Alternatively a perturbation can be added to the forced response balance of Eq. 1, that compensates the radiatively forced temperature increase:
where the subscript N denotes a natural fluctuation. Then it becomes clear that if TN is negative (the negative of ΔT during a hiatus period), NN has to be positive, i.e. the OHU and the TOA radiation imbalance become larger. This is the opposite relation between temperature variation and variation in N than in case of a radiatively forced hiatus. Such an opposite reaction in N also implies that Eq. 2 cannot hold for natural fluctuations, as Eq. 2 predicts a positive correlation between N and temperature fluctuations. As a result, the OHU efficiency κ has to change and has to become larger for a hiatus period and smaller for a positive natural temperature fluctuation. This can be explained by the fact that κ is essentially a diffusivity parameter, but that natural changes in OHU efficiency could be brought about by changes in deep convection and overturning circulation17,18, which are not well captured by a relation like Eq. 2.
Such anti-correlation between OHU, or N and GSMT has not been demonstrated to exist, neither in climate models, nor in observations. The implication then would be that the forcing-feedback-response energy balance model does not hold for dynamical fluctuations. This is especially puzzling as this model has recently been extended to account for (slow) changes in λ and κ that occur when the radiative forcing no longer increases and the planetary system approaches equilibrium19,20. If the transient behaviour in λ and κ is accounted for, an efficacy parameter, ε, can be defined, and the total temperature response can be split into a response to radiative forcing and a response to OHU forcing with the response to the latter forcing being larger by the factor ε19. This extended radiative-forcing-response model does not allow for decoupling of GMST variations from OHU variations, as it explicitly recognizes that all other forcing than radiative forcing must be moderated by OHU.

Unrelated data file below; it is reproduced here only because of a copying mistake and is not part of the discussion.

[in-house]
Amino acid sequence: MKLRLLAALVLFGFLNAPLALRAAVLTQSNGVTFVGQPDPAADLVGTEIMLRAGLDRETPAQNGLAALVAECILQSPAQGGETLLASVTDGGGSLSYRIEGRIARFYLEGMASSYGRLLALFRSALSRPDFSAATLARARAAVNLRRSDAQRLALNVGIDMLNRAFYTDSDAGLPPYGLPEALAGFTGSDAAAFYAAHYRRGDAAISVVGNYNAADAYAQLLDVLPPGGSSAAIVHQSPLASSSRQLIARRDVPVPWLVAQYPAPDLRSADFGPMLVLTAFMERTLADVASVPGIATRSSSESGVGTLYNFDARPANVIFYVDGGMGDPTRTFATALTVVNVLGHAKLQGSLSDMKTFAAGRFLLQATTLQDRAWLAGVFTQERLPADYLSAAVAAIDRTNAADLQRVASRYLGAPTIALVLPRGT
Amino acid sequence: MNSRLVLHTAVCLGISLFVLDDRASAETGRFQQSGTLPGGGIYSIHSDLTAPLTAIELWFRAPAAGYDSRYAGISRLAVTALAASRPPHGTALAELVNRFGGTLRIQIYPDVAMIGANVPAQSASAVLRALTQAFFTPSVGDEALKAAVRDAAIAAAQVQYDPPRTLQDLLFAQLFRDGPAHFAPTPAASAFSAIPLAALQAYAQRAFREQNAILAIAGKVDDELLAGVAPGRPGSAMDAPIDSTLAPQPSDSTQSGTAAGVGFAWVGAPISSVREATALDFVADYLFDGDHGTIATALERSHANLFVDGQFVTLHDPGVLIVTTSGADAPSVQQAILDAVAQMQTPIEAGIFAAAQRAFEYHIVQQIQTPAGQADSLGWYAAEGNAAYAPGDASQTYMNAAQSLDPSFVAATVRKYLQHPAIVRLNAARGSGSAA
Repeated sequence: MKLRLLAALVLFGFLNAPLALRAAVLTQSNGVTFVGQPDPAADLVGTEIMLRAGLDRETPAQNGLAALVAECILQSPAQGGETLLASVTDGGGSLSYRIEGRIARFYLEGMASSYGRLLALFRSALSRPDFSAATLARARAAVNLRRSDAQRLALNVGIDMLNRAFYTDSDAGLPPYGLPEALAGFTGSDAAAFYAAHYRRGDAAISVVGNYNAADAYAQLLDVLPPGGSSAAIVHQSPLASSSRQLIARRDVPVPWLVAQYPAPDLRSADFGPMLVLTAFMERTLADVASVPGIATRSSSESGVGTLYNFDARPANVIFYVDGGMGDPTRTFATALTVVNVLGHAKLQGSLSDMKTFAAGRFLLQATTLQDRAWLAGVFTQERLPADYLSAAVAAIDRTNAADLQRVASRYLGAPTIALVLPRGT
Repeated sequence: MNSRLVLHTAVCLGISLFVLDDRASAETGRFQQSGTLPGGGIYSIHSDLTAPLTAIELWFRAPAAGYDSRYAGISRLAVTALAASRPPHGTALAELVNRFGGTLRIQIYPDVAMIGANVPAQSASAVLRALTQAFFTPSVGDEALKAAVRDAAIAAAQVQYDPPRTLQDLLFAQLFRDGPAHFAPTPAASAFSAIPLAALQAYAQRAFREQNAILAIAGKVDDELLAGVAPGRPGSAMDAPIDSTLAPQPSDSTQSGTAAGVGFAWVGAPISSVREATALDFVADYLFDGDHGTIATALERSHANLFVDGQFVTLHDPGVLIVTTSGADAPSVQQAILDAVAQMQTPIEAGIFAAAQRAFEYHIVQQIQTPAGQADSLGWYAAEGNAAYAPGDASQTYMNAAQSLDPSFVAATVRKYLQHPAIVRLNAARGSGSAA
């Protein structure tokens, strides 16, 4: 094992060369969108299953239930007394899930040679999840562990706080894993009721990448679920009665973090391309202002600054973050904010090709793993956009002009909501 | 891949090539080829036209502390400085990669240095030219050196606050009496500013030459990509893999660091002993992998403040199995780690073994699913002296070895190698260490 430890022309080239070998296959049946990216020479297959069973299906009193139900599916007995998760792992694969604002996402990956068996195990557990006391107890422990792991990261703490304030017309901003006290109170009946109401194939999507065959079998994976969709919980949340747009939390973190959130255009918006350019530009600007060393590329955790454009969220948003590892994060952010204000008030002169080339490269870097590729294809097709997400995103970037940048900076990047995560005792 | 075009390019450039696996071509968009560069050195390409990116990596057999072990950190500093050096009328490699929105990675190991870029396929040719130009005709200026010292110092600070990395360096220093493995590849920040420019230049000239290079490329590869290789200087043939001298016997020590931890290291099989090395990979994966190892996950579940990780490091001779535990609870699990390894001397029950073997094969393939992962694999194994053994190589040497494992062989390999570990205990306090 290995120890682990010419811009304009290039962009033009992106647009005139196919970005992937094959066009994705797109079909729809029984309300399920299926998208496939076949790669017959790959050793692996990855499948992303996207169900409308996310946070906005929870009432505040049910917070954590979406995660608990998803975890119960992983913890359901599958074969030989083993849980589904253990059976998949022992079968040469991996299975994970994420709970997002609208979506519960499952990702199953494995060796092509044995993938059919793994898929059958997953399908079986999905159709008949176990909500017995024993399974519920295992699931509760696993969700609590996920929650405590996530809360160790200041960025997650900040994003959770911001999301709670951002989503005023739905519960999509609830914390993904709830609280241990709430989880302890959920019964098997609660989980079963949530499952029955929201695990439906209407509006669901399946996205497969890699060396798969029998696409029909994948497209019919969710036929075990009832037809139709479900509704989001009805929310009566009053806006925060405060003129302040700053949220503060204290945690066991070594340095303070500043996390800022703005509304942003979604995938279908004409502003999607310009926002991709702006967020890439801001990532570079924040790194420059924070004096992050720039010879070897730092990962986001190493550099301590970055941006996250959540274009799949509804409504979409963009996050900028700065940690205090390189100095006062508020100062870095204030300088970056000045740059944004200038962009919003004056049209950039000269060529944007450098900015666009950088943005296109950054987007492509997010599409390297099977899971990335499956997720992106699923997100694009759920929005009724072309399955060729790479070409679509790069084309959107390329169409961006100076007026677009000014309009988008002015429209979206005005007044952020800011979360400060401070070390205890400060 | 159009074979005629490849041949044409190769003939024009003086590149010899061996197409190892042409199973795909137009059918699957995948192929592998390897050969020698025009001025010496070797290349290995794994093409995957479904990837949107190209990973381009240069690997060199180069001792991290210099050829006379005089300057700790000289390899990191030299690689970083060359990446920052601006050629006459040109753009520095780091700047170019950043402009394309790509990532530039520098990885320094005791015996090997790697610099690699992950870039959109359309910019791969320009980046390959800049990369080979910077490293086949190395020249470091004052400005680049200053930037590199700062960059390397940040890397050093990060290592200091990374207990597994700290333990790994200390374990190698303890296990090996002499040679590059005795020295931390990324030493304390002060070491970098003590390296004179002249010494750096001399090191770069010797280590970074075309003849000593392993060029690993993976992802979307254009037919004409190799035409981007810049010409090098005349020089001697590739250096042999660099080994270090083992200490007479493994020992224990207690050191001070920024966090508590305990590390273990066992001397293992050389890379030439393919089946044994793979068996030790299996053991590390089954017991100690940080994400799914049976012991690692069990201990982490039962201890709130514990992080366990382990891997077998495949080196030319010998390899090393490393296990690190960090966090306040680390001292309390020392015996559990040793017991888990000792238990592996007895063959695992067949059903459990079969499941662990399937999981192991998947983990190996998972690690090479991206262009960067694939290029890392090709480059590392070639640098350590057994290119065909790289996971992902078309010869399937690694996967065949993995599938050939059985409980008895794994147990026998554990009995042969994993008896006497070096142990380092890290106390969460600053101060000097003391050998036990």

The lack of evidence for such a relation, both in observational studies14,21 and in analyses of unforced model simulations22,23, lead to the conjecture that the warming hiatus was a pure surface phenomenon due to a vertical redistribution of OHC only. Some support, however, for a relation between OHU/N and GMST has been found. For instance, the ORAS reanalysis of OHC shows a steep acceleration in OHC from year 2000 to 2010 relative to the decade before24, implying increased OHU during the hiatus period. Other OHC-data products, however, do not show such an acceleration11. A recent analysis claimed that reliable estimates of OHC since 1960 can now be made25. There still remains the issue that a reliable estimate of the relation between OHU and GMST is elusive as the length of the observational record is insufficient to separate different signals at different timescales. For this reason, analysing the relation in CMIP5 models is valuable.